The National Fire Protection Association says that about 3,000 people die in the U.S. each year because of fires, and children younger than 5 are 1.5 times more likely to die in a home fire.
The association's research shows that nearly two-thirds of home-fire deaths were in residences with no working smoke alarms. Data from 2009 show when a smoke alarm was present during a home fire but did not go off, the failure was because of a dead or discharged battery 22% of the time, and the battery was missing or disconnected 53% of the time.

6. Tie down bookcases

Tie down bookcases (© Scot Meyer)
© Scot Meyer
Small children like to grab and climb, and those instincts make large pieces of furniture and other heavy objects dangerous.
"File cabinets have a mechanism that prevents more than one drawer from being opened at a time, but dressers and changing tables do not," Ilarraza says. "Bookcases can seem secure and are, so long as they are bottom-heavy. But once a toddler removes the bottom two shelves of (its) books, the piece becomes top-heavy and easily toppled."
To prevent toppling, parents can buy straps to hook bookcases, television stands and dressers to the wall. These are available where other child-proofing products are sold.
It's also wise for parents to put heavier items on lower shelves or place safe items in which children are interested on the bottom, so kids won't be tempted to climb.

7. Install bumpers on sharp edges

Install bumpers on sharp edges (© Scot Meyer)
© Scot Meyer
The American Academy of Pediatrics recommends removing sharp-edged or hard furniture from rooms where children play and installing bumpers on coffee tables and other hard edges throughout the house.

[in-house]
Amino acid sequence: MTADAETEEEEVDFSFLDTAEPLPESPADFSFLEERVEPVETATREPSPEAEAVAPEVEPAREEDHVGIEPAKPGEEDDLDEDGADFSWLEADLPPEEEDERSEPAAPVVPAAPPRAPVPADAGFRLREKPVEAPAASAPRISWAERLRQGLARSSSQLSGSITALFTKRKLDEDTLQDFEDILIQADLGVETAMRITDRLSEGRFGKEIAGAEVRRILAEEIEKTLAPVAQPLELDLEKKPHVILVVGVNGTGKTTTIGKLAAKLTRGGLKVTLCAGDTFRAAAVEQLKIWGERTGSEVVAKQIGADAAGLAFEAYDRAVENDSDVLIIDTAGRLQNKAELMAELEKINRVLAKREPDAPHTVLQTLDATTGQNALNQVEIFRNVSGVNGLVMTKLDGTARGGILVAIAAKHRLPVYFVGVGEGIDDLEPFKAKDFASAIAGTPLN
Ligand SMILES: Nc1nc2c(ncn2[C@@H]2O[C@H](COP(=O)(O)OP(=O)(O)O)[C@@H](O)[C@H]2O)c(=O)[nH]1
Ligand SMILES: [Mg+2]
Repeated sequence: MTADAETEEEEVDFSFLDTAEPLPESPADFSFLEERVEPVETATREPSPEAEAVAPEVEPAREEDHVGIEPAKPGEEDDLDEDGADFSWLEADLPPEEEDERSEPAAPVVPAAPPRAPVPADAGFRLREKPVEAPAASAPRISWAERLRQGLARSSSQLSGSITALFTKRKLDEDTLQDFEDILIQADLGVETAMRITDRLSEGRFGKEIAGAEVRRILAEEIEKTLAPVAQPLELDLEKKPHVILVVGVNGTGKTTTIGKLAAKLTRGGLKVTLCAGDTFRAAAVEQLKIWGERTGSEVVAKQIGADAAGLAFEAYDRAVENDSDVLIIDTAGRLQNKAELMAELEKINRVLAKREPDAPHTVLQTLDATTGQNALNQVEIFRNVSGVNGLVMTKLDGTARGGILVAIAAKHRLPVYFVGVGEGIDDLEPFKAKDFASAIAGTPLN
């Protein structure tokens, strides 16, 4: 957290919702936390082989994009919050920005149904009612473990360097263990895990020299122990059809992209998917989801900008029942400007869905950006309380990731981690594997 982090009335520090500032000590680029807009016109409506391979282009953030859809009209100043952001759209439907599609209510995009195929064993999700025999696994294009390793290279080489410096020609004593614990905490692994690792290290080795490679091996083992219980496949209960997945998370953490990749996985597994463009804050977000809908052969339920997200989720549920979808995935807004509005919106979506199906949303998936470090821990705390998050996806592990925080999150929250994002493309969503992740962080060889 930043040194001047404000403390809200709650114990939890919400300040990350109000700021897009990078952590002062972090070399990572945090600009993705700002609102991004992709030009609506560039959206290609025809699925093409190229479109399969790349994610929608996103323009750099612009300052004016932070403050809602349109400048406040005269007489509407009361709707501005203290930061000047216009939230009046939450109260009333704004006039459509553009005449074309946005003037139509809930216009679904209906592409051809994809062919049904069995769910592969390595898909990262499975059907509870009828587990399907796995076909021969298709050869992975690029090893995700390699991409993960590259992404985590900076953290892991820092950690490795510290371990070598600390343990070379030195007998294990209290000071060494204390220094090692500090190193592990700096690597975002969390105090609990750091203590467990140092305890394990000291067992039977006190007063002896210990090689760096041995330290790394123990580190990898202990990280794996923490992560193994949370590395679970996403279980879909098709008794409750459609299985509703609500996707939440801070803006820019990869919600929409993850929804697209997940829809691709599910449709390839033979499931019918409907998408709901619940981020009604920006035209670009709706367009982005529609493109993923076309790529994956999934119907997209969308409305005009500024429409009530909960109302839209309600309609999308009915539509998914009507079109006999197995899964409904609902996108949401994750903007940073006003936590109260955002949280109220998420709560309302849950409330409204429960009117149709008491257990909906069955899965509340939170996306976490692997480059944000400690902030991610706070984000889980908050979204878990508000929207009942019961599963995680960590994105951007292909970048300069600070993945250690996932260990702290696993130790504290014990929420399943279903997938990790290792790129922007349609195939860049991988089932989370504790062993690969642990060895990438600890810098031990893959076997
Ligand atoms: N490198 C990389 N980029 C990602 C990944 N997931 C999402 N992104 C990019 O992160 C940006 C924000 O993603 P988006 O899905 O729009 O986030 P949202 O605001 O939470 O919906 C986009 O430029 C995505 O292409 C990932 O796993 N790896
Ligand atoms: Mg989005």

Ilarraza says that corners are especially dangerous because they can create puncture injuries. "Toddlers seem to have strong magnets in their foreheads that attract coffee-table corners," he says.
Soft foam corner protectors cost a few dollars.

8. Keep kids away from water

Keep kids away from water (© Darren Epstein )
© Darren Epstein
Unintentional drowning was the leading cause of injury-related death for children ages 1 to 4 in 2007 and the No. 3 cause for children ages 5 to 9, the National Center for Health Statistics says. The Centers for Disease Control and Prevention also says that more than 20% of the 3,443 drowning victims that year were 14 or younger.
Children can drown in less than 2 inches of water, the American Academy of Pediatrics says. Thus, bathrooms should be off-limits to unattended young children, who can drown in bathtubs, toilets and even in pails of water.
Parents also should surround their swimming pool with a fence that is at least 4 feet high on all sides and that has self-latching gates.

9. Place cords out of reach

Place cords out of reach (© mypokcik; Stephen Coburn)
© mypokcik; Stephen Coburn
Young children are at risk for strangulation and suffocation around the house, says the American Academy of Pediatrics, which urges parents to place baby cribs away from windows.
Cordless window treatments are a good idea, the academy says. If that is not possible, shade cords should be tied high and out of reach and not knotted together.
Electrical cords can be hazardous, too. Baby Bodyguards says that while many people realize the dangers of cords that dangle near a crib, they think nothing of putting plug-in baby monitors near or inside the crib. "They work just as well and often better from the other side of the room, where your child can't reach the cord from the crib," Ilarraza says.

10. Cover electrical outlets

Cover electrical outlets (© SafetyCaps)
Photo courtesy of SafetyCaps,
Young children love to poke and prod, so it's a good idea to cover all electrical outlets to reduce the risk of shock.
"Most parents know to place caps in electrical sockets," Ilarraza says. "Unfortunately, many of the socket caps on the market today are the size of a quarter (and are) a choking hazard.
Ilarraza says he recommends a product called SafetyCaps, which are larger, so children cannot get them lodged in their throat. The caps also have holes to allow air to pass.
Surge-protector covers also are available.